In November 2000, his government declared that Indian troops would not launch combat operations against militants both local and Pakistani, in Kashmir for the next six months. The announcement coincided with the Muslim holy month of Ramadan.
This is a gesture that the Kashmiris still remember, “Vajpayee knew how to diffuse the liberation movement without direct confrontation. We were also confused because it was very unpredictable,” recalled a former Hurriyat leader in a conversation in September 2019, “We would have doubted his intentions had he said something and done something like other governments but he was a leader constantly making efforts to build the trust of his government in the valley.”
Though Advani maintained a hard liner image, when he was invited by Vajpayee over dinner a few days before the ceasefire was to end, it was Advani who asked Vajpayee to invite the then President of Pakistan, General Musharraf to India. He convinced Vajpayee that his invitation would be welcomed as an act of statesmanship both within India and internationally. This culminated in the Agra Summit of 2001 and all the ground work was done by Advani. All this while, RSS was a divided house and Vishva Hindu Parishad (VHP) openly called for canceling the summit. Unaffected by all these developments in the charged political environment, Vajpayee wittingly maintained, “Hum apne rishtedaron ko chun sakte hain, padosi ko nahin.”(We can choose our relatives, not our neighbours).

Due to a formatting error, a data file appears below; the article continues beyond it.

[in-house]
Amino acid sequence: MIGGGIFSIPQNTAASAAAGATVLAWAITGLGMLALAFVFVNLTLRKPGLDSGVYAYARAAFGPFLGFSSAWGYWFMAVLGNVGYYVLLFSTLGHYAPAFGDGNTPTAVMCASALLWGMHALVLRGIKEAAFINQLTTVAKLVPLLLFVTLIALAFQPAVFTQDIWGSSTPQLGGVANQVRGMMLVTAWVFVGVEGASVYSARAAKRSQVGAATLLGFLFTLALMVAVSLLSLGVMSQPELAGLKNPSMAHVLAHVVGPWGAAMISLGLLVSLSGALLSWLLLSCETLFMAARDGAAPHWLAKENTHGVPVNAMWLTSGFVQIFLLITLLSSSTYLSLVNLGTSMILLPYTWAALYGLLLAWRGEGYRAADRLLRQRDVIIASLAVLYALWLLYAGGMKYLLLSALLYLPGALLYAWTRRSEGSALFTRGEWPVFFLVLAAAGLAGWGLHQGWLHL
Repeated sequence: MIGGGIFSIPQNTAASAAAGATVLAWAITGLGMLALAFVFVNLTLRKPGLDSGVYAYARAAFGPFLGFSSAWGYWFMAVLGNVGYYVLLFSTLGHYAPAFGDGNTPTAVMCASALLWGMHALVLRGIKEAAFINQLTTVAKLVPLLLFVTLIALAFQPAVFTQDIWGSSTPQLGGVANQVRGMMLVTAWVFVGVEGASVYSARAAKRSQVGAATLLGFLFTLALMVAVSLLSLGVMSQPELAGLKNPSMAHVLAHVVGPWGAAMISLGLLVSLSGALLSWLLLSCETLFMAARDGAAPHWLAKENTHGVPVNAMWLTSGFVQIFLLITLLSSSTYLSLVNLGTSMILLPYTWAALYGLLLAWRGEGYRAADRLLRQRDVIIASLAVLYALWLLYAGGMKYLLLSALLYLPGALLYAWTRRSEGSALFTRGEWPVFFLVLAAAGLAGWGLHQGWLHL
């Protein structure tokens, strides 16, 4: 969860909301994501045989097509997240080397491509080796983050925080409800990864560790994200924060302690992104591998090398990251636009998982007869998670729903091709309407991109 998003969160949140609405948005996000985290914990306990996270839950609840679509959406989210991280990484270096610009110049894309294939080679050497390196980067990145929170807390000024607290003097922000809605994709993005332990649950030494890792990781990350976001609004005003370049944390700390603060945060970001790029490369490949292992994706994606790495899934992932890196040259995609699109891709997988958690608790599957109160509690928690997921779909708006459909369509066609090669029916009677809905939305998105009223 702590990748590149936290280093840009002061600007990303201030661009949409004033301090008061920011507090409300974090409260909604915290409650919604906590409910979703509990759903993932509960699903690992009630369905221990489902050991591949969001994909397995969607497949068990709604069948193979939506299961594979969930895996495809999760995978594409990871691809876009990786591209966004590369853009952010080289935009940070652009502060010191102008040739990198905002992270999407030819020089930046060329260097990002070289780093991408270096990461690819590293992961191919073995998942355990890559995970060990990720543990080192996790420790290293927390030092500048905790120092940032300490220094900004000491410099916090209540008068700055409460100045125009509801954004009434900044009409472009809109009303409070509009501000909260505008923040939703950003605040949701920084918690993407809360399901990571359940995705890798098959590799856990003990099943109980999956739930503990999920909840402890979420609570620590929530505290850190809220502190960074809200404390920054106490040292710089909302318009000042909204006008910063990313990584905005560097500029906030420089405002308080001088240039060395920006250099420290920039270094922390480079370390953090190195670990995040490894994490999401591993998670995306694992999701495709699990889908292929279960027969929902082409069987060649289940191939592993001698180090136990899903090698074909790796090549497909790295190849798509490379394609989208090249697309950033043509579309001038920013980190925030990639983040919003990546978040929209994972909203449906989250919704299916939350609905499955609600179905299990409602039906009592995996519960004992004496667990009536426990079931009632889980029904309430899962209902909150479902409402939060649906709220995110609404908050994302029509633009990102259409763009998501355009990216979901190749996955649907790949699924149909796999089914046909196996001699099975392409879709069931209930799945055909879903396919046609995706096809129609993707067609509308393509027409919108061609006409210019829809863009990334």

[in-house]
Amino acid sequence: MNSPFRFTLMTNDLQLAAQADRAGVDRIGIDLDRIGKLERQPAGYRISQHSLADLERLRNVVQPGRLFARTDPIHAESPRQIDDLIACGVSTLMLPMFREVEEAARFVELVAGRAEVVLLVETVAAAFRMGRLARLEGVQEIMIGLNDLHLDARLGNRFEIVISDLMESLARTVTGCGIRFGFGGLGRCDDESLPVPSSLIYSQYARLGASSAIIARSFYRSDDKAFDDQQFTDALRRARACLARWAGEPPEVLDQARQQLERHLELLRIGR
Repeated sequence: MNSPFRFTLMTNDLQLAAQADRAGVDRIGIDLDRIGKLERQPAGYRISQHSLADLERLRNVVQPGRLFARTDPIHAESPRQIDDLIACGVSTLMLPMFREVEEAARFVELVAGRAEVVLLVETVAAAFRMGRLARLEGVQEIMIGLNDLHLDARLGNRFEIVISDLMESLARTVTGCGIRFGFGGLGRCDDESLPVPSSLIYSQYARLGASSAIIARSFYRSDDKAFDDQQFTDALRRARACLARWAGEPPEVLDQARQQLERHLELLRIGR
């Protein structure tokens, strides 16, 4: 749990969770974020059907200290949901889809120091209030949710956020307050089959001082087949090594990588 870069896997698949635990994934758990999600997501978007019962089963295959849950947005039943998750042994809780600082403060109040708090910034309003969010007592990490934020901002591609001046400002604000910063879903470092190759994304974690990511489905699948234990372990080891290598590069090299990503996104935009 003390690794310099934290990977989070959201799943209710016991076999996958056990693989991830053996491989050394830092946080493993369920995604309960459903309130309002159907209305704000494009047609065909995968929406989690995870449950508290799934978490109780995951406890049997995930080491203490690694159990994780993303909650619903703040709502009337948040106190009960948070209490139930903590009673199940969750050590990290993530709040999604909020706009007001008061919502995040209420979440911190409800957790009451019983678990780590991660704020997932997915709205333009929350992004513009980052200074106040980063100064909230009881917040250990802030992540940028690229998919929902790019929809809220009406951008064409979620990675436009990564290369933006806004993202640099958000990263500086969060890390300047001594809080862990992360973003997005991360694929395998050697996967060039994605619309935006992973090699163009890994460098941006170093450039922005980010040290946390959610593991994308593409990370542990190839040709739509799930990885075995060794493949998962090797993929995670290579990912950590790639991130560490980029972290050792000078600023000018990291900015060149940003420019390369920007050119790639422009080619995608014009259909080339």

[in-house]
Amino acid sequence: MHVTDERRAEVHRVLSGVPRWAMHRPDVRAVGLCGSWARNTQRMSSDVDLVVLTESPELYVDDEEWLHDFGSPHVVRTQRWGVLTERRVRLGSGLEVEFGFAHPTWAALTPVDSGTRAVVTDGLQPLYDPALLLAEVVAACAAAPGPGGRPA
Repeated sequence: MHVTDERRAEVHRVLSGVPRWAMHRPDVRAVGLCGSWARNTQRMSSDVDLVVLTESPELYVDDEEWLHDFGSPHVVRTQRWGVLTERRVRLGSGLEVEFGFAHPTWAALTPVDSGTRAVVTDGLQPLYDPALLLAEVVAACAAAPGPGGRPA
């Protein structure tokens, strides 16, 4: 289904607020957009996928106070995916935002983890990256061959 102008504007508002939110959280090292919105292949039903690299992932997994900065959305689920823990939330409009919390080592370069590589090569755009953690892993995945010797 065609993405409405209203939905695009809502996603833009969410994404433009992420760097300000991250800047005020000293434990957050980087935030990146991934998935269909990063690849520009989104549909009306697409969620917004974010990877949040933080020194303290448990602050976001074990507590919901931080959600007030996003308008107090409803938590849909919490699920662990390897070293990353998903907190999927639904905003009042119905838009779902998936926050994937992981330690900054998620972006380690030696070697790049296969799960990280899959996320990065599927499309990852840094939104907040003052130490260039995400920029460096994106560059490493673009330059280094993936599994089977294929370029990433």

However, the Agra Summit miserably failed as both India and Pakistan failed to understand the centrality of Kashmir to each other’s narrative. Even this did not deter Vajpayee from his engagement in Kashmir.
Few months after the 9/11 attacks, on 13th December, 2001 Pakistan backed terrorists attacked the Indian Parliament. The Vajpayee government was taken aback. The political narrative was that the Vajpayee government was “too soft.” RSS pressured the government to cross the Line of Control (LoC) and attack the terror camps. Though Vajpayee ordered mobilization of 500000 troops along India’s western borders, the largest build up of troops in the subcontinent since the 1971 war yet he did not want the situation to escalate to war.
It was a very similar situation in 2019 when Indian PM Narendra Modi ordered warplanes to cross the Line of Control and the international border and bomb targets in Pakistan. But Vajpayee was not Modi.
“The generosity shown by the Vajpayee government was not respected by Pakistan and particularly General Musharraf. Even Kashmiri society was shocked when three Pakistanis crossed the Jammu borders and attacked the army base in Kaluchak killing thirty including soldiers, their wives and their children,” recalled Majid Dar, a 56 year old apple grower in Pulwama, in 2019.
For an already mobilized army, the Kaluchak attack was the last nail in the coffin. This time even the Army Chief requested the Prime Minister, “let me have a crack at it.” Though India asked Pakistan’s ambassador Ashraf Qazi to leave the country and deployed its superior navy in the Arabian Sea to blockade Pakistan’s port town of Karachi, Vajpayee kept calm and did not allow the passions to overcome the international agreements. He was a statesman of rare character, hard to find these days.